Should a business district manager help an individual business

Visitor Question: I own a restaurant in a popular neighborhood of our city. We have an organized business district that collects a small tax, and the district employs a manager. She has been quite successful in keeping our neighborhood in the spotlight, but now I am very annoyed about something she is doing. She seems to be helping a competing restaurant figure out some of their problems. Someone told me she visited the restaurant and made suggestions about how to deaden the sound, which is an unpleasant roar even when the restaurant is only half full, according to my friends. I wish someone would help me with my business problems. Is what she is doing appropriate? Do other business district managers solve the issues of a particular business?

Editors Reply In our experience, the most beloved business district managers do engage with business owners on issues and problems specific to their businesses.

However, that isn't universally the case. I participated as a consultant to a city where one business district became embroiled in a major conflict because of just this issue. One particular business practiced very poor accounting on a "do it yourself" basis. Not too surprisingly, they were accused of not paying their taxes correctly. The business owner said he certainly was headed for bankruptcy. So the business district manager decided to take it on herself to straighten out their books and help them calculate their back taxes correctly so that hopefully they could pay up before the penalties forced them out of business.

As you can imagine, a business that was somewhat competitive was none too pleased with this situation. The other businesses in the special taxing district quickly chose up sides, some thinking that the district's manager needed to come to the rescue of any business if her talents would be useful. Others said she was out of line spending so much time on a project that benefited only a single business and did not improve the functioning or appearance of the district as a whole at all.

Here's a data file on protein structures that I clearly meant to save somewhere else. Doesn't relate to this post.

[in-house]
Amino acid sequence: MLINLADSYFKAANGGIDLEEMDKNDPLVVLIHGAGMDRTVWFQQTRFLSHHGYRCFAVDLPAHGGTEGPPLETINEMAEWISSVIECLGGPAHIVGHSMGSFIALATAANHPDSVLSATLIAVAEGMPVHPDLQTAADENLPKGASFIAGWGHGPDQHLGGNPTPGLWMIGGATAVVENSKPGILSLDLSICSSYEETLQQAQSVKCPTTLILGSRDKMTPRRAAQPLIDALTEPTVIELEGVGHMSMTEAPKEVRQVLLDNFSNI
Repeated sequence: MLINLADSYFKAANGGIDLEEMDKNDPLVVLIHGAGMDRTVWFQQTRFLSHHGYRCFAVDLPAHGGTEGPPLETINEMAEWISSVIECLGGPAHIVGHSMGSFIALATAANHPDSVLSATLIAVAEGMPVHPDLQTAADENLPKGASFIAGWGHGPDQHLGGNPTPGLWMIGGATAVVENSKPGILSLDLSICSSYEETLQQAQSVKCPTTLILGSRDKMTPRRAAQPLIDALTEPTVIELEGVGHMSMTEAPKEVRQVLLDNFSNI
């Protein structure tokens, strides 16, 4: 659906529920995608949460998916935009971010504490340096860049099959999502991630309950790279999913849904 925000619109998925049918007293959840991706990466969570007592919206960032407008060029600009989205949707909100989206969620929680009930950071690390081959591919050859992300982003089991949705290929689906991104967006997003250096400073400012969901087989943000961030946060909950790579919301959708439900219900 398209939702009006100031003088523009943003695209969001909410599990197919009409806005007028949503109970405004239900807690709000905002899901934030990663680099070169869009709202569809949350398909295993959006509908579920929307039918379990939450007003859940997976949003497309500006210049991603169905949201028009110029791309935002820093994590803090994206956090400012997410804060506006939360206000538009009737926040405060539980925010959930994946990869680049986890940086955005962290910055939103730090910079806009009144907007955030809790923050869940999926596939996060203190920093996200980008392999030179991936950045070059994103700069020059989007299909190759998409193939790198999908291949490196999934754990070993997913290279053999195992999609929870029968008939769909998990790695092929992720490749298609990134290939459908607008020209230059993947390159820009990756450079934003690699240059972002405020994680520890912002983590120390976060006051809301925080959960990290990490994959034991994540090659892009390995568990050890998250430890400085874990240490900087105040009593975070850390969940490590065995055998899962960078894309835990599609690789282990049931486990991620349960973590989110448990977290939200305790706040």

Weighing what those of us who write for this page think as planners, as well as my own experience with serving as staff to organized business districts, I think that some attention to problems impacting an individual business is warranted. To me the deciding factor is the amount of time required. In your instance, you might ask others to investigate and then think about how much time the district manager spent on this project.

You said she visited and made suggestions. From that description, it could be that the manager spent an hour and a half on this, and then moved on to other work. I would find that acceptable, and would hope that when you need an hour and a half of advice about your business, the manager makes time for you too. On the other hand, if the manager spent an hour and a half in the business and then went back to her office and researched soundproofing solutions for restaurants for two days, followed by another couple of hours with the restaurant owner, I think that's too much time.

Granted, this is subjective, which is why there is disagreement sometimes about this topic. As a rule of thumb, I think a business district manager should spend about as much time as it takes with an individual owner to the extent that the manager is relying on their own expertise and prior knowledge.

However, if research into solutions is necessary, I think the business owner should pick up on that work. If asked to explore a topic in which they have insufficient expertise, I think the manager themselves should either refer the business owner to an expert or information source, or explain that the business owner needs to take responsibility for researching the answer.

The focus of a business district manager should remain on the functionality of the district, the proper economic mix of businesses (including recruiting new businesses as needed to fill vacant spaces and holes in the types of establishments), appearance of the district, and planning and executing the special events that bring new and repeat customers into the area. A business district manager also is part cheerleader and certainly should be encouraging the discouraged and inspiring the uninspired. But that doesn't mean that a manager needs to spend much time in problem resolution for a particular business owner.

Another consideration is whether the problems of one business create obstacles for the others, or for customers of the district in general. If so, of course more of the district manager's time is warranted.

I also would make an exception to the idea of only minimum assistance in the internal affairs of a business if the particular business is essential to the economic viability of the district, such as being the largest, most visible customer draw or providing goods or services unique in the metropolitan area.

As you can see, we consider this more an art than a science, so if you are concerned, discuss the matter with the manager and-or the board.

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